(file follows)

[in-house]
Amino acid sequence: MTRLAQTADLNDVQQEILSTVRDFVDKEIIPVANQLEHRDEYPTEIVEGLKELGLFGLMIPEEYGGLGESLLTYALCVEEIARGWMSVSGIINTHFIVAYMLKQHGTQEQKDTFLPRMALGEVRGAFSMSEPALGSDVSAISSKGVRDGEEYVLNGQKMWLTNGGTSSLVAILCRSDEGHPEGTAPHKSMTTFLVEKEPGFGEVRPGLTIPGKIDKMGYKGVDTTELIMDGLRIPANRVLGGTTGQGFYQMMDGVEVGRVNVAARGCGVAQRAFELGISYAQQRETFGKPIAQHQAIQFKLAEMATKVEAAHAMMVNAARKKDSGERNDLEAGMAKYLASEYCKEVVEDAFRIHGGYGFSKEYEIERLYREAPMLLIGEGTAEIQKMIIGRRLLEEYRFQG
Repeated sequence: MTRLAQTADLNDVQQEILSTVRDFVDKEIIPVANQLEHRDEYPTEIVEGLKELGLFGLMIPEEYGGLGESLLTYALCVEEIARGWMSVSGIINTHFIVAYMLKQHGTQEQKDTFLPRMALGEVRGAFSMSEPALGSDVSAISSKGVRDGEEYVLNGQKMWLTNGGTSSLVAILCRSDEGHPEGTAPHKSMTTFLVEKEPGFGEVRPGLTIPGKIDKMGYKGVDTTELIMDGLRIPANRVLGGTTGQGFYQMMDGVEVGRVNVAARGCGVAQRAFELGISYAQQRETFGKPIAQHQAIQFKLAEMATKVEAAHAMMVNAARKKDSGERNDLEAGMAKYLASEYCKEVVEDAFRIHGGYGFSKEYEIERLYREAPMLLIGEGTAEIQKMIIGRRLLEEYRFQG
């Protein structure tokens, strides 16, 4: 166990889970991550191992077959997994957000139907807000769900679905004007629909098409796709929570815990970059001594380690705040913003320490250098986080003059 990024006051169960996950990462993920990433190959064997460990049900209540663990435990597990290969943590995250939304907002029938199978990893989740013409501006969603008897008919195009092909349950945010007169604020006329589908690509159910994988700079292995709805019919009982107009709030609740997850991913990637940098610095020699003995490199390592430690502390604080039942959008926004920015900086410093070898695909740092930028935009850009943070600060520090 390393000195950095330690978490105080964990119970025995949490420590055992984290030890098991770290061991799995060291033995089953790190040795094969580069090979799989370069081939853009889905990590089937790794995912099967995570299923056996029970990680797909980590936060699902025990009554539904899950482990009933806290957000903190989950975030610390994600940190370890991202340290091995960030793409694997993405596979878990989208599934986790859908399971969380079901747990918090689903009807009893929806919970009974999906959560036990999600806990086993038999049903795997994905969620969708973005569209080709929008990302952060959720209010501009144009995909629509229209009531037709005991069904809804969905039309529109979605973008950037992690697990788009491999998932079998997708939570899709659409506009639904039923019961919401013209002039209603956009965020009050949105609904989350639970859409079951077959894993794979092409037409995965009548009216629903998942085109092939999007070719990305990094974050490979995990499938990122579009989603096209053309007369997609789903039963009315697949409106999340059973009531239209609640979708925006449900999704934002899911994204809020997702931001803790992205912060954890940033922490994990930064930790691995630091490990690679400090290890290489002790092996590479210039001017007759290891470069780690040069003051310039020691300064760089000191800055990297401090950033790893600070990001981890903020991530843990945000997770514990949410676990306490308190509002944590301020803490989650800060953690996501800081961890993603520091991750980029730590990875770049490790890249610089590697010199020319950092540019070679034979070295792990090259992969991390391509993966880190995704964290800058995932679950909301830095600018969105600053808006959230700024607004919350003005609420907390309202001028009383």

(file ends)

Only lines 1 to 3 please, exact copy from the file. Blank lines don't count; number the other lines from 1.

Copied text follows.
[in-house]
Amino acid sequence: MTRLAQTADLNDVQQEILSTVRDFVDKEIIPVANQLEHRDEYPTEIVEGLKELGLFGLMIPEEYGGLGESLLTYALCVEEIARGWMSVSGIINTHFIVAYMLKQHGTQEQKDTFLPRMALGEVRGAFSMSEPALGSDVSAISSKGVRDGEEYVLNGQKMWLTNGGTSSLVAILCRSDEGHPEGTAPHKSMTTFLVEKEPGFGEVRPGLTIPGKIDKMGYKGVDTTELIMDGLRIPANRVLGGTTGQGFYQMMDGVEVGRVNVAARGCGVAQRAFELGISYAQQRETFGKPIAQHQAIQFKLAEMATKVEAAHAMMVNAARKKDSGERNDLEAGMAKYLASEYCKEVVEDAFRIHGGYGFSKEYEIERLYREAPMLLIGEGTAEIQKMIIGRRLLEEYRFQG
Repeated sequence: MTRLAQTADLNDVQQEILSTVRDFVDKEIIPVANQLEHRDEYPTEIVEGLKELGLFGLMIPEEYGGLGESLLTYALCVEEIARGWMSVSGIINTHFIVAYMLKQHGTQEQKDTFLPRMALGEVRGAFSMSEPALGSDVSAISSKGVRDGEEYVLNGQKMWLTNGGTSSLVAILCRSDEGHPEGTAPHKSMTTFLVEKEPGFGEVRPGLTIPGKIDKMGYKGVDTTELIMDGLRIPANRVLGGTTGQGFYQMMDGVEVGRVNVAARGCGVAQRAFELGISYAQQRETFGKPIAQHQAIQFKLAEMATKVEAAHAMMVNAARKKDSGERNDLEAGMAKYLASEYCKEVVEDAFRIHGGYGFSKEYEIERLYREAPMLLIGEGTAEIQKMIIGRRLLEEYRFQG